Something Old: Franklin County Wedding Dresses, 1848-1971
Saturday, June 22, 3 p.m. to 6 p.m.
Carnegie Cultural Arts Center, 501 South Main, Ottawa, Kansas
Tickets: $23 in advance, $25 at the door. Click here to purchase tickets online
Ottawa, Kansas— On June 22, the Franklin County Historical Society will host a one-day exhibit of more than 120 years of bridalwear history to raise funds for the care and management of the historical society’s collection. “Something Old: Franklin County Wedding Dresses, 1848-1971” will be on exhibit at the Carnegie Cultural Center, 501 South Main, Ottawa, Kansas, from 3 p.m. to 6 p.m. Tickets are $23 in advance and $25 at the door.
“Wedding dresses reflect not only the story of the bride, but also the tastes, dreams, and realities of the era,” said Diana Staresinic-Deane, FCHS executive director. Many late 19th and early 20th century wedding dresses were designed to be worn again. During the 1940s, rationing and shortages of good fabrics forced brides to wear practical dresses or suits they already owned or would wear in the future. During the 1950s, celebrities like Grace Kelly inspired princess gowns with full skirts and long trains—dresses only meant to be worn once.
Because textiles—anything made from cloth of woven fabric—are challenging to protect while on display, many of these dresses have not been publicly displayed in recent years. During the past two months, historical society staff members and volunteers have custom built mannequin forms and gently prepared each gown for its big day on June 22.
“It’s been a lot of work, but also a lot of fun watching these dresses come alive after being stored in boxes for years,” said Gloria Kruse, FCHS collections manager. “The fabrics are gorgeous.”
Some of the dresses known to be worn by Franklin County women include
- two-piece organdy dress worn by Laura (Wickard) Triplett in 1902
- hand-sewn ivory satin and Chantilly lace gown worn by Gertrude (Secrest) Barlow in 1911
- blue velvet gown worn by Mabel (Jamison) Elder in 1913
- Royal blue crepe dress with a dropped waist worn by Hattie (Metz) McWhirter in 1926
- A-line ivory satin gown with train worn by Dorothy (Ogg) Waring in 1937
- Chiffon silk dress with satin slip and satin cape worn by Byrnina Brooks Socolofsky in 1941
- Princess-style gown worn by Harma (Peterson) McKenzie in 1945 and her daughter, Karen (McKenzie) McAdoo, in 1975
- Brown wool wedding suit worn by Elizabeth (Nichols) Page in 1947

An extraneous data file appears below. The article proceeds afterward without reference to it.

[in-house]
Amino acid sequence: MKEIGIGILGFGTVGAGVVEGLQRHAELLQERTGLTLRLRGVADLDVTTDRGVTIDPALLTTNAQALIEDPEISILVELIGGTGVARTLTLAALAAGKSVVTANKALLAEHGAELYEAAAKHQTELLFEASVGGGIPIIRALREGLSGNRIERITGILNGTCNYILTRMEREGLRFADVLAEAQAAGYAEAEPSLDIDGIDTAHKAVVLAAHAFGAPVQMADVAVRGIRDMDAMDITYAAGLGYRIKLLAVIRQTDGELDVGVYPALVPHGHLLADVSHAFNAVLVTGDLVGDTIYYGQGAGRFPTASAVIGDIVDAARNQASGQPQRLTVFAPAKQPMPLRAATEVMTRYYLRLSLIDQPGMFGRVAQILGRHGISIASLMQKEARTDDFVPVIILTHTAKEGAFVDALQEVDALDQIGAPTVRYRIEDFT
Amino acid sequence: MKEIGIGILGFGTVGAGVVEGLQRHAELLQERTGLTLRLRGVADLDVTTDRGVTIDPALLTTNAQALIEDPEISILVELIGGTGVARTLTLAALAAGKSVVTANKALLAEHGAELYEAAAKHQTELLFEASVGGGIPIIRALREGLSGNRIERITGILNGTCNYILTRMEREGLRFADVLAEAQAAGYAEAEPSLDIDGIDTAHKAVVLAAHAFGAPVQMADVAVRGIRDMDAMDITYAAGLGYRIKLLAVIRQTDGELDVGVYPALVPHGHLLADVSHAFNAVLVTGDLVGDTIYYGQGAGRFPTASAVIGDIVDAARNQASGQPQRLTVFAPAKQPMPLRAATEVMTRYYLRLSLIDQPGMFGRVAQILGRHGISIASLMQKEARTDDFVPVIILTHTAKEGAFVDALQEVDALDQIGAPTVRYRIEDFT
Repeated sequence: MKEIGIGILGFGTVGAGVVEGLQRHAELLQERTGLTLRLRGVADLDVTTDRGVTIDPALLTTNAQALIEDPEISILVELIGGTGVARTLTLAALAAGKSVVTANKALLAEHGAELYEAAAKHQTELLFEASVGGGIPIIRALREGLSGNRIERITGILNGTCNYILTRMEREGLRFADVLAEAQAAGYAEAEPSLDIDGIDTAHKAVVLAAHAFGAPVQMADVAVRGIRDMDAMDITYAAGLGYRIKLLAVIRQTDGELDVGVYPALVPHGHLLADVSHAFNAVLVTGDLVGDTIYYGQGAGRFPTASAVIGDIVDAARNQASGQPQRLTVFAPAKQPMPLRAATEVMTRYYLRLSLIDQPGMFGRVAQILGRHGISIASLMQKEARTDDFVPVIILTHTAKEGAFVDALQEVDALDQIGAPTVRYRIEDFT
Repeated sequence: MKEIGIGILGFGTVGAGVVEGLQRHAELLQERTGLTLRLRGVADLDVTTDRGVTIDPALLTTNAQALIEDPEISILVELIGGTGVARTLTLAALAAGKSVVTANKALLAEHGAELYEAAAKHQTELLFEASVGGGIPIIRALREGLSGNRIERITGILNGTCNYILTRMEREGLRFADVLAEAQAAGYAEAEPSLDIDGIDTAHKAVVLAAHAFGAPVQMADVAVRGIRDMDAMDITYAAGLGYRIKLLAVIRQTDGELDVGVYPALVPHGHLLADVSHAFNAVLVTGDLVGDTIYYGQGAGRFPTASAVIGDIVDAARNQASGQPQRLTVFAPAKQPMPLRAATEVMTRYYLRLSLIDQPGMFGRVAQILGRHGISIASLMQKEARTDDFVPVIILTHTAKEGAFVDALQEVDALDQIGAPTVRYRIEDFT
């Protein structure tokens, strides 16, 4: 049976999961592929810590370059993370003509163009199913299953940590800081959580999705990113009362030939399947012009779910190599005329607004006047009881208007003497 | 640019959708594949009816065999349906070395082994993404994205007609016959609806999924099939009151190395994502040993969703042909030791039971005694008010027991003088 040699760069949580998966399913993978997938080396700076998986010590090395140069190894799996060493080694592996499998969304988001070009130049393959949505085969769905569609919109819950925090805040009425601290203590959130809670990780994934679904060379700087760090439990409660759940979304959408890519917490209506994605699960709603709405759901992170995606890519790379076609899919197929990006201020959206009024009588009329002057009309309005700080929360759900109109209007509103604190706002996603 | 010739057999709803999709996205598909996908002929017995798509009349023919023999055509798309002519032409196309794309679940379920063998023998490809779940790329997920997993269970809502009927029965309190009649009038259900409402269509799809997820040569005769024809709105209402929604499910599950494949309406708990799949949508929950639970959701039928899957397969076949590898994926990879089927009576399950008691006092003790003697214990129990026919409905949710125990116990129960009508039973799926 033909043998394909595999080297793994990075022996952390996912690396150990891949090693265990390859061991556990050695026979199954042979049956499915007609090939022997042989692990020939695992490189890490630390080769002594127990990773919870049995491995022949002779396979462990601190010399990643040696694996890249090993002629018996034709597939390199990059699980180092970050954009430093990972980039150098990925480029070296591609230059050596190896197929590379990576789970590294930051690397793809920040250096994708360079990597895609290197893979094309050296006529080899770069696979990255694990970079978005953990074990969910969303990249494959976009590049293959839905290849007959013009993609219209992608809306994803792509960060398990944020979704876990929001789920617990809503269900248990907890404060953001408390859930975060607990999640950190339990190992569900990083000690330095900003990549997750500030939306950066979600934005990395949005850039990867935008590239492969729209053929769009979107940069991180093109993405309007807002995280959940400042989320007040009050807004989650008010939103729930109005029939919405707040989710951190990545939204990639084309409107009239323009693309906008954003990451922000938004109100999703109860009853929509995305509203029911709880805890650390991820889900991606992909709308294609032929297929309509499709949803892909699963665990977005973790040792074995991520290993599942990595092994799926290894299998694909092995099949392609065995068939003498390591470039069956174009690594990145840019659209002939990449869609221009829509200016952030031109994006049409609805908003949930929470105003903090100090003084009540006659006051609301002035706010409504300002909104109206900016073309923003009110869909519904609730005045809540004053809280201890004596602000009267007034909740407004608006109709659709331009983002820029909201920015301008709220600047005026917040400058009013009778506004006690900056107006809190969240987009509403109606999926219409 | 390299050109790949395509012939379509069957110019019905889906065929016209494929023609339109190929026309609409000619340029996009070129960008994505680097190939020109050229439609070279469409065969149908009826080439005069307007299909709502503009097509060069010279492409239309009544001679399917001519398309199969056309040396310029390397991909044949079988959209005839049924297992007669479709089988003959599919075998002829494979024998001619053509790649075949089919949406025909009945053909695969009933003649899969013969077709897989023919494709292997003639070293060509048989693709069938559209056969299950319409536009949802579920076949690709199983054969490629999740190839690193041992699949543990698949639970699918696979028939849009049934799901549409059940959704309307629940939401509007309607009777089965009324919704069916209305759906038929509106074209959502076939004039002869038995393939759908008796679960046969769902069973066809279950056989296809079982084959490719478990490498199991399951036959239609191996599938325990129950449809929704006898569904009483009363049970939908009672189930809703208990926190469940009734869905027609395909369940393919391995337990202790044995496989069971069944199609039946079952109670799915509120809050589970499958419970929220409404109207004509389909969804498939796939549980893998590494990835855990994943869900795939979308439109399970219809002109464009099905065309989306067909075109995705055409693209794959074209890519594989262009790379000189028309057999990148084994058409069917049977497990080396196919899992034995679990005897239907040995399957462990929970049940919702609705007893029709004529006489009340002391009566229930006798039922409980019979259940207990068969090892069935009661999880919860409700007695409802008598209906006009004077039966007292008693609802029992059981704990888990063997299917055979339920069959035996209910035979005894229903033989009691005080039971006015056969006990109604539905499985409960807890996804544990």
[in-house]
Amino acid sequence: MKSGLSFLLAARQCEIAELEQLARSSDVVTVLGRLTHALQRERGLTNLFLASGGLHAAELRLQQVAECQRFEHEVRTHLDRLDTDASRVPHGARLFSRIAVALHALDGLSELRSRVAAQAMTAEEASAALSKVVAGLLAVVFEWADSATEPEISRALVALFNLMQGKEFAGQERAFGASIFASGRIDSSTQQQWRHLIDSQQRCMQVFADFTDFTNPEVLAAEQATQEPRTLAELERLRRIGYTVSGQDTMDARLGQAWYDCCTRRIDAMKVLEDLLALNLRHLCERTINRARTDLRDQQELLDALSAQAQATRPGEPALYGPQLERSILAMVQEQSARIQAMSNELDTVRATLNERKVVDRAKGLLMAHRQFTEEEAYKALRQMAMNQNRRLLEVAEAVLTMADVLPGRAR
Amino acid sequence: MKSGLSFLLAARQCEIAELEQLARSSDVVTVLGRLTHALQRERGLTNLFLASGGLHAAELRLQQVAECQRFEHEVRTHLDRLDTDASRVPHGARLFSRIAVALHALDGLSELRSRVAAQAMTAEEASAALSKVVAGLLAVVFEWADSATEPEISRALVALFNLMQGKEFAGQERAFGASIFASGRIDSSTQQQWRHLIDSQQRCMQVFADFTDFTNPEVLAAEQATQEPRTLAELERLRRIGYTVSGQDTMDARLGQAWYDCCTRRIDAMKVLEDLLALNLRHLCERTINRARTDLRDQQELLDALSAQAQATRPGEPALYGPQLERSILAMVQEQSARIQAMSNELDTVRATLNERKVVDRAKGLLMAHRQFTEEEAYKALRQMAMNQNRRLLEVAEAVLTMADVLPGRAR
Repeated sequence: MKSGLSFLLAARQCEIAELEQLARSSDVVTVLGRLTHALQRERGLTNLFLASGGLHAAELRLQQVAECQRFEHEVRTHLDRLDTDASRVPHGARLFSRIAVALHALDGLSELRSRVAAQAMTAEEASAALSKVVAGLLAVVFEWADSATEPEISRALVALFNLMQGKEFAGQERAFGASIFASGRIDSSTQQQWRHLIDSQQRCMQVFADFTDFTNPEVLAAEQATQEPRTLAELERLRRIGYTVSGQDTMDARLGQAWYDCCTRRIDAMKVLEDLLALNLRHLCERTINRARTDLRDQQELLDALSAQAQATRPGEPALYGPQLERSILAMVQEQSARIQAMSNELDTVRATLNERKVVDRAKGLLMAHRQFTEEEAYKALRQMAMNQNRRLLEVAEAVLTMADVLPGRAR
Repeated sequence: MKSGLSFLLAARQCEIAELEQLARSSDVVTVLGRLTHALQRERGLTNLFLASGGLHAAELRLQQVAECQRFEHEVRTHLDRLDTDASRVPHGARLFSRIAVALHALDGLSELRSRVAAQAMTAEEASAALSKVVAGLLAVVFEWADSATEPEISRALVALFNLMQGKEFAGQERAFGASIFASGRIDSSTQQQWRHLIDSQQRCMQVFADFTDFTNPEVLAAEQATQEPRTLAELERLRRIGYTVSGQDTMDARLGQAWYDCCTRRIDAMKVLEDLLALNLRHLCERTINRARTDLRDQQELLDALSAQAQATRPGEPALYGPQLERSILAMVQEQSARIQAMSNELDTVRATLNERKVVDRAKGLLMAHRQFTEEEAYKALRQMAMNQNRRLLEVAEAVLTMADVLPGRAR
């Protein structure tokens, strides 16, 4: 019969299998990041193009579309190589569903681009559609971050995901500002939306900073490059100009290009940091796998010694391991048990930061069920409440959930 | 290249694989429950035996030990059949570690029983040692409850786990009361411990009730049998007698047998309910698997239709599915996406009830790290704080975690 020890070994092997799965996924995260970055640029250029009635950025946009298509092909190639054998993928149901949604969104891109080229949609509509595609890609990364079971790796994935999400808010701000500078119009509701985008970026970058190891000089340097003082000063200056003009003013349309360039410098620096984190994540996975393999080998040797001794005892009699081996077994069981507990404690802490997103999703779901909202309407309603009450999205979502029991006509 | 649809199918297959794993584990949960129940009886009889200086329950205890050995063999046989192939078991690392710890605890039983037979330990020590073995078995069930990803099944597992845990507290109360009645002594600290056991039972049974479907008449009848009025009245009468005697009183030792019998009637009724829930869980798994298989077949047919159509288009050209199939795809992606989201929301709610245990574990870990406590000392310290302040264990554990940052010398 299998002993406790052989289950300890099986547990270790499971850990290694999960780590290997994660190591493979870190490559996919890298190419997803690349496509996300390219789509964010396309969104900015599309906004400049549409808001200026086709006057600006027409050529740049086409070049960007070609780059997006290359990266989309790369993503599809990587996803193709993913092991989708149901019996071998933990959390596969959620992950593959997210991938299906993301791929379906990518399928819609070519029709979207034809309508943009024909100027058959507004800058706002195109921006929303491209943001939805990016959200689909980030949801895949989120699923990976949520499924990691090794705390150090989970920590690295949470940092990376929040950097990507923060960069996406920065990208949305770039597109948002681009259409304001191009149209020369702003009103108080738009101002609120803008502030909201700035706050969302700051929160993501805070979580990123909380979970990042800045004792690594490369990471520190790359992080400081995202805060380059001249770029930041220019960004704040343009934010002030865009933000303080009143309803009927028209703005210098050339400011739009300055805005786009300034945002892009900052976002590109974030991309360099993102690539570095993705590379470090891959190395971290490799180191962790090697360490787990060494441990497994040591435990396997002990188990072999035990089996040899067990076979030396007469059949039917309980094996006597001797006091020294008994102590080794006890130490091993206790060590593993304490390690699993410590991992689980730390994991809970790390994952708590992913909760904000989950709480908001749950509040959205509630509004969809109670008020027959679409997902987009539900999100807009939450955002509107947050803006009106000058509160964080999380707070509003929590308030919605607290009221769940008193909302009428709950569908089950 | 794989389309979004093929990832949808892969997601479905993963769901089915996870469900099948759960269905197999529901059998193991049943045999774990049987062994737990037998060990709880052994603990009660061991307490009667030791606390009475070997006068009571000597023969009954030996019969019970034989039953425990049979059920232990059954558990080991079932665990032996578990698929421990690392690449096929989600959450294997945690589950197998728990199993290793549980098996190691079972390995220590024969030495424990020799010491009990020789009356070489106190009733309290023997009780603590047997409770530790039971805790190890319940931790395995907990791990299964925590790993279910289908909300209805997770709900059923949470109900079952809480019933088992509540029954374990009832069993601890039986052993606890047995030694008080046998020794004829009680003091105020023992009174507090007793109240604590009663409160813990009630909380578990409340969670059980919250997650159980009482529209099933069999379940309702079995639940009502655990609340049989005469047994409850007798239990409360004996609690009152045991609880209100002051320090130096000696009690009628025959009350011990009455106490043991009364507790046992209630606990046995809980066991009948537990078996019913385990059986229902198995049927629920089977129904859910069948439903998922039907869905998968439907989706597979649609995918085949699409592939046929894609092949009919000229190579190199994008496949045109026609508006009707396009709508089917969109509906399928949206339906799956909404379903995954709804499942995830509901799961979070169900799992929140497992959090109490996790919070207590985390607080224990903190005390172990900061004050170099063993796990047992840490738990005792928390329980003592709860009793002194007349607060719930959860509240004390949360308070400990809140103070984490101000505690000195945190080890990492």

- organdy dress with bouffant hoop-style skirt worn by Alice (Hostetter) DeFries in 1951
- lace gown with satin and netting underlay worn by Martha (Barnes) Larson in 1954
- lace and tulle gown worn by Ruby (Froggatte) Murrow in 1963
- satin dress with Alençon lace appliqué highlighted with beads and crystals made by Ivy Curby and worn by Vicki (Kelley) Rhoades in 1966
- organza and satin dress worn by Anne (Geiss) Delse in 1971
One of the most spectacular dresses is an 1890s gown whose bride is unknown: a silk/wool-blend embroidered gray satin dress with large “leg of mutton” sleeves.
The event will include short presentations on the history and composition of each dress, bobbin lacemaking demonstrations, and information about the challenges of preserving textiles.
“One of the historical society’s goals is to give our textiles the best care we can so that we can extend the lifespan of each artifact for as long as possible. We want future generations to have the opportunity to see and learn from historic clothing and other practical and artistic pieces made from fabric. To do this, we need trained staff and volunteers and the materials and facilities needed to catalog, conserve, maintain, and properly store our textiles artifacts,” said Staresinic-Deane.
The historical society will also display photographs, wedding invitations and announcements, and other ephemera connected to each dress as well as to Franklin County brides in general.
This event was made possible thanks in part to the support of the Ottawa Community Arts Council, Trendel Lumber Company, Turner Flowers, and MaKenna Schultz.